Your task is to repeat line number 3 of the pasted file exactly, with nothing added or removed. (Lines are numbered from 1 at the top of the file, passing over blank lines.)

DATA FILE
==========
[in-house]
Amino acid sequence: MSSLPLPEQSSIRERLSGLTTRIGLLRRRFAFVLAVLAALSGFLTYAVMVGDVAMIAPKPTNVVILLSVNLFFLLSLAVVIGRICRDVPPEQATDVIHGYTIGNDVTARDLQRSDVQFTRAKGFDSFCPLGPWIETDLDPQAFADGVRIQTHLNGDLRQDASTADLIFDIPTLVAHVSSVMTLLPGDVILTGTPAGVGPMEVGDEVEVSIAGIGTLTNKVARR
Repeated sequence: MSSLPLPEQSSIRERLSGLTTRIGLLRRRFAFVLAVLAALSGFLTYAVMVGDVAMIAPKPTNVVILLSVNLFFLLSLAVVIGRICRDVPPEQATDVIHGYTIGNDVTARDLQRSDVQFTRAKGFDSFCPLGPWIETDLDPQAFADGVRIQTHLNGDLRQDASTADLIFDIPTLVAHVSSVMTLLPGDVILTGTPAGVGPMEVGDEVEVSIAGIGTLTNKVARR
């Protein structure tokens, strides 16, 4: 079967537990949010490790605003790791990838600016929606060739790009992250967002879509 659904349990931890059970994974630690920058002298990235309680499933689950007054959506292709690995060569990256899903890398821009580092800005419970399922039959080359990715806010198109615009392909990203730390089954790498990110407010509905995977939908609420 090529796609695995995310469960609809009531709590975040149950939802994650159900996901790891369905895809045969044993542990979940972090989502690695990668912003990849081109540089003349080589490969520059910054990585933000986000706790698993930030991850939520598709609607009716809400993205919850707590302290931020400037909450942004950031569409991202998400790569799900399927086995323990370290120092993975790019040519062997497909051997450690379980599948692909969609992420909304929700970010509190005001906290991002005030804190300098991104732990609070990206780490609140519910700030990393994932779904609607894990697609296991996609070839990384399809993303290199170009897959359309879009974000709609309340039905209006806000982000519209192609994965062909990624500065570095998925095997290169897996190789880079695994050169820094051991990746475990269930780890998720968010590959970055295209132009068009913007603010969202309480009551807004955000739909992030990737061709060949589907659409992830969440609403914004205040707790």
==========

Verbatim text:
Repeated sequence: MSSLPLPEQSSIRERLSGLTTRIGLLRRRFAFVLAVLAALSGFLTYAVMVGDVAMIAPKPTNVVILLSVNLFFLLSLAVVIGRICRDVPPEQATDVIHGYTIGNDVTARDLQRSDVQFTRAKGFDSFCPLGPWIETDLDPQAFADGVRIQTHLNGDLRQDASTADLIFDIPTLVAHVSSVMTLLPGDVILTGTPAGVGPMEVGDEVEVSIAGIGTLTNKVARR